Spring is sprung. The sun is out. London is lovely.

Some of my collections

I was invited to give a short lunchtime talk for a team in BBC Audio and Music (radio, to you and me) by the lovely Hugh Garry.

In a gloriously open brief, he asked me whether I’d prefer to talk about things I make or things I collect. For some reason I thought sharing a collection of my collections would be the most interesting option, and soon started putting together some examples. This morning, in a last-minute moment of self doubt, I realised how much cooler I’d have looked if I’d shared some of the hacks and tinkering projects I’ve worked on over the years. Like this and this and this and this. Not that much cooler, you say? Oh well.

Geeky things I obsessively collect and curate it is then…

I asked my wife what she thought, but she just laughed and pointed out a few extra collections I’d forgotten about and she’d never understood. How is it even possible for someone to throw away empty Altoids tins? They’re so keepable.

Just before the talk, anticipating there would be time for questions, I added a blank slide followed by a secret extra slide with my prediction of the first question that would be asked: “Where do you find the time?”. It turns out I guessed right, which got a big laugh. I’m sure the person who asked it didn’t mean it in a negative way, but it’s easily interpreted as “why do you waste your time with something I wouldn’t bother with?” and is not that different from claiming someone has too much time on their hands. So I blushingly pointed out that the question could be seen as slightly rude, and went on (hopefully not too defensively) to say that this was a very condensed view of many years of collections, very few of which have lasted very long or required very much time. Each one has taught me something and been valuable in its own way, and been more than worth the amount of time I’ve invested in it. Hard not to sound defensive though, so I also acknowledged that obviously I’m a bit of a geek, some of these things have been (sometimes short-lived) obsessions, and I wouldn’t expect other people to enjoy or value everything which I do in the same way.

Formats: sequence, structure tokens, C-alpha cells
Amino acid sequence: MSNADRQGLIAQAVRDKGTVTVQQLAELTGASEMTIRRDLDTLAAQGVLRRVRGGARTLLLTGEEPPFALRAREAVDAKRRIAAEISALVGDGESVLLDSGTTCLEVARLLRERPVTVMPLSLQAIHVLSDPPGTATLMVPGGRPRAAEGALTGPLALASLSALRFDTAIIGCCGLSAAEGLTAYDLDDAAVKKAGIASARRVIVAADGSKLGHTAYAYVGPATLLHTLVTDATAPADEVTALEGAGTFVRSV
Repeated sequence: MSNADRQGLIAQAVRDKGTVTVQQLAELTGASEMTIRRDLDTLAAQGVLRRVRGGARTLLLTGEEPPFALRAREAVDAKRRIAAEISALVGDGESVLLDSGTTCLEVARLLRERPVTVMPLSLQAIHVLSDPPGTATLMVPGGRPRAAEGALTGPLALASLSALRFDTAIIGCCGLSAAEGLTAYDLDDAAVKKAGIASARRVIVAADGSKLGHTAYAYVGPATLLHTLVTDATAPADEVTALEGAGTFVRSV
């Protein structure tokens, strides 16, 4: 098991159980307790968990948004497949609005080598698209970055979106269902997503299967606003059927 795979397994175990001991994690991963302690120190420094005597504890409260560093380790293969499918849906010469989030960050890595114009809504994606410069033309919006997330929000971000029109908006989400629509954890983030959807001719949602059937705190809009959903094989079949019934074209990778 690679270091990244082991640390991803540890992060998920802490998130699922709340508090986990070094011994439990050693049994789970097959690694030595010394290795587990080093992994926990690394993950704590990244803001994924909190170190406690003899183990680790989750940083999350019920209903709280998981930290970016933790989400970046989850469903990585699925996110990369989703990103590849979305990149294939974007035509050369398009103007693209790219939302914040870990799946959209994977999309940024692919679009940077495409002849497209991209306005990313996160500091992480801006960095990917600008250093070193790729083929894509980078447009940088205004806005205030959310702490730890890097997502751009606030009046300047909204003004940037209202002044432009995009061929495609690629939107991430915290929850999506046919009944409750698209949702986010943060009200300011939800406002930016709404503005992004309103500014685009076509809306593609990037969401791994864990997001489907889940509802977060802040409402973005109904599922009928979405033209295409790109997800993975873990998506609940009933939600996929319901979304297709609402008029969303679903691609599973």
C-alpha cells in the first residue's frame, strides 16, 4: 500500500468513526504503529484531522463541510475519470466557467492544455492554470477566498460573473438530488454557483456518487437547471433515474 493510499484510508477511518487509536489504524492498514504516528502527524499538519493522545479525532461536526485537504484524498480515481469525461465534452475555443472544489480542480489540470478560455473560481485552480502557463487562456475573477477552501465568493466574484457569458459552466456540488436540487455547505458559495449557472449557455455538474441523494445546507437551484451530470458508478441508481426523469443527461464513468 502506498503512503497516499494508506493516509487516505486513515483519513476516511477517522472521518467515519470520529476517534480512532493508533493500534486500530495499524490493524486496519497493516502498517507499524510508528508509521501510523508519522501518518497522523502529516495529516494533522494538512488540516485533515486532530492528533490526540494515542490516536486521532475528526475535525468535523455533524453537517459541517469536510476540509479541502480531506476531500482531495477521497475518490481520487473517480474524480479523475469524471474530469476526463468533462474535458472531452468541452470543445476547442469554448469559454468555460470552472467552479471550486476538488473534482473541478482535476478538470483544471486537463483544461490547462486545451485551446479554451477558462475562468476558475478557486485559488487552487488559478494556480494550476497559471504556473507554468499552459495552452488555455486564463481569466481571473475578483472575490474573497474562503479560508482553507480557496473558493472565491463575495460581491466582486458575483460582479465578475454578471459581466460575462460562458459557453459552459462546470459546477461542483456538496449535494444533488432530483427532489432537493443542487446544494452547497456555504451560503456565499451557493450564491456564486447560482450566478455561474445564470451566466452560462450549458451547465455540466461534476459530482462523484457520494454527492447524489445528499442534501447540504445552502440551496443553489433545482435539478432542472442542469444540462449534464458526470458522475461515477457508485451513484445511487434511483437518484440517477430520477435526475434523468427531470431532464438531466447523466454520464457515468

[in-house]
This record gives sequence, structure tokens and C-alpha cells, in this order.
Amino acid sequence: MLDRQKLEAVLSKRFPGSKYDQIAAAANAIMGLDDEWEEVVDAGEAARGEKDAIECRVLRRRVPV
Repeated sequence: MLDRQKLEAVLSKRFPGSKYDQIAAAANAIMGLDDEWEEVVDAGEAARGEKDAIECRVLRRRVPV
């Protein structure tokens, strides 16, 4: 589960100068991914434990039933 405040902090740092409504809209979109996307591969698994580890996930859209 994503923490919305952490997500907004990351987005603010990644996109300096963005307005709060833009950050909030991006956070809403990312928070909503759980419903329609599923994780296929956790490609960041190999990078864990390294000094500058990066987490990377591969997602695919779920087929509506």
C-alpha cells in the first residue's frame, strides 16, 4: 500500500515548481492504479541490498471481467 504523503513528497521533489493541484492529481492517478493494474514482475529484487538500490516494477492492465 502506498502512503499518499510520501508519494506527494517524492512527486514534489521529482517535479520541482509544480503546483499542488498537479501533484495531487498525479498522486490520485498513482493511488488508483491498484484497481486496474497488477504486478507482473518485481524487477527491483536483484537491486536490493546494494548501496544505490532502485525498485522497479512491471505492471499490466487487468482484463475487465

We went on to discuss how the internet is a million niches, something I’ve been thinking about a lot in the past few years.

Thanks to Huey for the invite. I really enjoyed it.

Fortnotes 8

[Number eight in a fortnightly series of brain dumps: what I’m working on, wondering and worrying about.]

I spent some time out of the office at a shoot for Cravendale. We were there to help Bertrum Thumbcat (the ringleader of the polydactyl cats in the current Cravendale campaign) make some YouTube videos in which he assesses the capabilities of the recently evolving race of cats with thumbs, putting them to to test for his own satisfaction and to prove a point to humans who might question their abilities. Examples included Can a Thumbcat Blend (which was perhaps the question asked most frequently), Can a Thumbcat play checkers and many more.

Since then, I’ve been working fairly solidly on Honda. Lots going on, some really interesting work coming together. I’m writing strategy stuff and trying to be helpful.

I have been at W+K London for over three months now, which is long enough that various employee benefits kick in including a pension, health & dental, etc. I’m finding it hard to believe that more than a quarter of a year has passed since I joined. As you’ve probably noticed, I’m really enjoying it. It’s hard, chaotic and can be stressful, but people talk about coming to W+K to do the best work of their lives, and I hope that will be true for me too.